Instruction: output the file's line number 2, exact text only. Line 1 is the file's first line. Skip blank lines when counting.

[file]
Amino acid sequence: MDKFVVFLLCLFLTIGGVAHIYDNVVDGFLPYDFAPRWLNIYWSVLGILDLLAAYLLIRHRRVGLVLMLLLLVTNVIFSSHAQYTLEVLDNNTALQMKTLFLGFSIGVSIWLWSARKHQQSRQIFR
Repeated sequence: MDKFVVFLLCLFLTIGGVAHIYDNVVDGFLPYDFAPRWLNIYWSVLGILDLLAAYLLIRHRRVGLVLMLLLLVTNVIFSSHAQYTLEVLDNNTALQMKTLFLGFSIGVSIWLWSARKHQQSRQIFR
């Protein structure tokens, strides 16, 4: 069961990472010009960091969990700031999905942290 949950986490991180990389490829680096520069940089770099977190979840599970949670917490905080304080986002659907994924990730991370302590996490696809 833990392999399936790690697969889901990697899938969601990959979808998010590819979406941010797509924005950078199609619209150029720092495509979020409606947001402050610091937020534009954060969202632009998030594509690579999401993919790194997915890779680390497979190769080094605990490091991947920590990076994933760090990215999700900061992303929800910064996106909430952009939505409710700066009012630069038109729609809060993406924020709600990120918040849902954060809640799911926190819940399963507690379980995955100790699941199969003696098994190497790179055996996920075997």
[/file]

Repeated sequence: MDKFVVFLLCLFLTIGGVAHIYDNVVDGFLPYDFAPRWLNIYWSVLGILDLLAAYLLIRHRRVGLVLMLLLLVTNVIFSSHAQYTLEVLDNNTALQMKTLFLGFSIGVSIWLWSARKHQQSRQIFR